When your leads are not converting as well. The way we market and the way we talk to customers is changing so quickly, so you have to constantly look three steps ahead of where you are today. What are people striving to get into — where are they spending their time, online, and off? And then constantly being really creative and coming up with an entirely new strategy, a new way of looking at the world that nobody’s done yet. Often, what worked six months ago is not going to work today, and what works now isn’t going to work six months from now. So the real skill is in constantly changing and optimizing.

What are the biggest lessons small businesses should remember when it comes to promoting their brand? Is it always possible to recover from a marketing mistake or is there a point of no return?

You can always recover, but every single time your brand touches someone is an opportunity for someone to stop liking your brand. Even though you want to move fast and furious, every single thing you do should be branded — from your business cards to every ad that goes out on social media. Even if it’s only going out to 100 people, it matters that it still looks cohesive and is a message you’d want someone to get if it was the only brand message they ever received from you.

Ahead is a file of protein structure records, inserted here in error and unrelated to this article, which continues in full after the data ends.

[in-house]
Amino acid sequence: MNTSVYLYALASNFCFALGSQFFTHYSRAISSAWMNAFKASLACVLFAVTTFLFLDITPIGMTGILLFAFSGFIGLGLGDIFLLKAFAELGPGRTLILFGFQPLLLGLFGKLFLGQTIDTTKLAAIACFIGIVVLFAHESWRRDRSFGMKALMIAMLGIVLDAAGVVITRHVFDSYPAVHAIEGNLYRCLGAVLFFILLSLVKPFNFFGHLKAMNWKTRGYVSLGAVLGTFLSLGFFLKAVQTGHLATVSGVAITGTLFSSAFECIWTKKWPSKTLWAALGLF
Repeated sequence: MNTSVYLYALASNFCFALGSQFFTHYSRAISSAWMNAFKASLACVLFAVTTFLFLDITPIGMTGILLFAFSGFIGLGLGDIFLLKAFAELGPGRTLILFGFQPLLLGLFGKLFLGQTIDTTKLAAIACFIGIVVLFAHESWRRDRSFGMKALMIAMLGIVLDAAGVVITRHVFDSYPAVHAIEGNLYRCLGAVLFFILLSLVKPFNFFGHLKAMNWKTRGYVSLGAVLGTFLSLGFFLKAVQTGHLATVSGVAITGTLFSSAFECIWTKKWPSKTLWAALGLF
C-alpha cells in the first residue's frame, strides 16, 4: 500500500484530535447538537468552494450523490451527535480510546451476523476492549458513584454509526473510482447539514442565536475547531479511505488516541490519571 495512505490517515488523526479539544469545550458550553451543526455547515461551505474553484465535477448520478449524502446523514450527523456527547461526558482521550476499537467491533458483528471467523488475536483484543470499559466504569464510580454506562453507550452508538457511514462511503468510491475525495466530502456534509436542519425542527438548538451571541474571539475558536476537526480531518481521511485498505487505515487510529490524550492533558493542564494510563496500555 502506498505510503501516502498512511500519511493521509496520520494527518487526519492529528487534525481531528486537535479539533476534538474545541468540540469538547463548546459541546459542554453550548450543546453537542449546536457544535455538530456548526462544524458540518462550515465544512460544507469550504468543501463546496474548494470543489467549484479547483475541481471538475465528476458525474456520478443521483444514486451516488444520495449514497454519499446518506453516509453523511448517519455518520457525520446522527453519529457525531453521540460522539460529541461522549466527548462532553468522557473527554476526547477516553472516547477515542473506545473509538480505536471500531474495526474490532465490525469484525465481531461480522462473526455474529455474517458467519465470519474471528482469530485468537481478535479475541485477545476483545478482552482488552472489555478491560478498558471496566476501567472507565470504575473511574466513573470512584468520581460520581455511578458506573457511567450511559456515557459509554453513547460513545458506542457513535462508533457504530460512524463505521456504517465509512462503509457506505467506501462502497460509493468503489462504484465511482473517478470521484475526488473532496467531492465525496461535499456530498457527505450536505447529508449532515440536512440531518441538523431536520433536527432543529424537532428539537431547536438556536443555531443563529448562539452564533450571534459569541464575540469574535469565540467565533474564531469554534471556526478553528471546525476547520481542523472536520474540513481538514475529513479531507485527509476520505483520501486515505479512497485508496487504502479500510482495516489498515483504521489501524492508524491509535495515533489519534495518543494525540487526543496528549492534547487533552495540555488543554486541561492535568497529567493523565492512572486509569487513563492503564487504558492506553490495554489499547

With so much emphasis on social marketing and digital media, should marketers and business owners assume that they’re always on? How does this 24-hour information cycle impact a small business’s marketing efforts?

I do think from a social media standpoint, and a customer support standpoint, you should never as a whole company pack it off and go offline for four days.

Always have somebody who is available within a couple of hours to handle something. That’s just because things can escalate very quickly. I don’t think you have to be on social media 24/7, but you do want to make sure that there is some sort of ongoing conversation with your people that you’re having on a very regular basis.

Implementing a successful marketing plan is essential to connecting, promoting, and selling your products or services to your target audience. “Marketing can be the most fun part of it all,” Hofstetter says. “You’re being creative, you’re talking to people, you’re getting out and about, and you’re interacting; it’s really fun. Just kind of look at it as like, ‘Hey, this is a really fun thing that I get to do.’”